WELLSBORO - The natural gas impact fee signed into law Monday by Gov. Tom Corbett will have to be reviewed by the Tioga County commissioners before any decision is made on whether or not to accept it.
Commissioner Erick Coolidge said personally he is for it, but he plans to read it through before making a final decision.
"The impact fee is an effort several years in the making that will allow us to invest in health and human services and community services that have been challenged by the growth of the industry, and some areas that have felt the change in an adverse way," Coolidge said.
He noted the industry has overall been a good thing for the region, and it already pays taxes to the state in "several ways."
"There are dollars that have been derived from the collection of revenue off the top for the state including for conservation, Fish and Boat, the Public Utilities Commission, Pennsylvania Emergency Management Agency, state Department of Transportation, the fire commissioner, the Marcellus legacy fund, natural gas energy development program, housing affordability and enhancement fund, and host counties also receive a certain balance," he added.
According to Coolidge the natural gas industry is involved in the discussion of how revenues can be disbursed.
"The industry is here for awhile and while we experience the change we will look for ways to build upon that in a positive way. This is not to be taken lightly, these dollars are critical to our community," Coolidge said.
Commissioner Roger Bunn also said he wants to study the bill more in light of a series of questions from Mainesburg resident Nick Lalic during the commissioners Tuesday meeting about recent statements made by Bradford County Commissioner Doug McLinko that indicate he is against accepting the fee for Bradford County out of concern it will drive the industry away.
As many as 10,000 wells could be drilled in Tioga County alone before it is all "said and done," Commissioner Mark Hamilton said he had been told by industry officials.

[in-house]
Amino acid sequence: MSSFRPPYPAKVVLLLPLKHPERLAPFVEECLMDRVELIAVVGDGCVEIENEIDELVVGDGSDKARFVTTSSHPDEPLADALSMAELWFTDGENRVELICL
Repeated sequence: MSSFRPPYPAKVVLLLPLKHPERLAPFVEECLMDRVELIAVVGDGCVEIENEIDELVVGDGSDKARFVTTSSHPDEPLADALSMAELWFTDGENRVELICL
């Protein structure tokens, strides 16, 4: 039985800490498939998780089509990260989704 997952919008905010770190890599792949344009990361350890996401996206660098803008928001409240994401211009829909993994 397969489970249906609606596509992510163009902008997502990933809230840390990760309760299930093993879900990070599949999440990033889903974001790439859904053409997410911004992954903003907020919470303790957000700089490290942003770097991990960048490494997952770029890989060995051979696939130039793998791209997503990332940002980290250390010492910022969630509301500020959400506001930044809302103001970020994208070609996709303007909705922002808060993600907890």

The commissioners have 60 days to decide to accept the fee or not.
In other business, the commissioners furloughed 13 people who work at the St. James Place clinical services, which they announced late last year would be sold to CONCERN, a private counseling agency.
The clinical services department at St. James Place will close effective Feb. 29. Those who will be furloughed include psychologist Dr. Joseph McNamara, crisis worker Gwendolyn Young, fiscal assistant Lisa Carmen, social worker Don Benelli, nurses Teresa Fairchild-Pitcher and Nita Hartman, casework manager Deanna Fish-Layton, clerk typists Cynthia Mascho and Teresa Jasper, drug and alcohol treatment specialists Carol Lavancher and Mary Kate Phinney, casework supervisor Robert Voorhees and Men Overcoming Violence facilitator Sharon Wilbur.
Other employees were transferred and others resigned.
Highland Chocolates, a county-run business, which employs people with disabilities and also was to close at the beginning of the year, still is open, according to Coolidge, because "we are trying to find a way to ensure its future and adequate support for the program."
Department of Human Services Director Max Harrison said "we continue to work on Highland. It is a matter of finding the best possible provider."
The commissioners will meet at the Tioga Borough office at 7 p.m. Feb. 28 for their "on the road" meeting.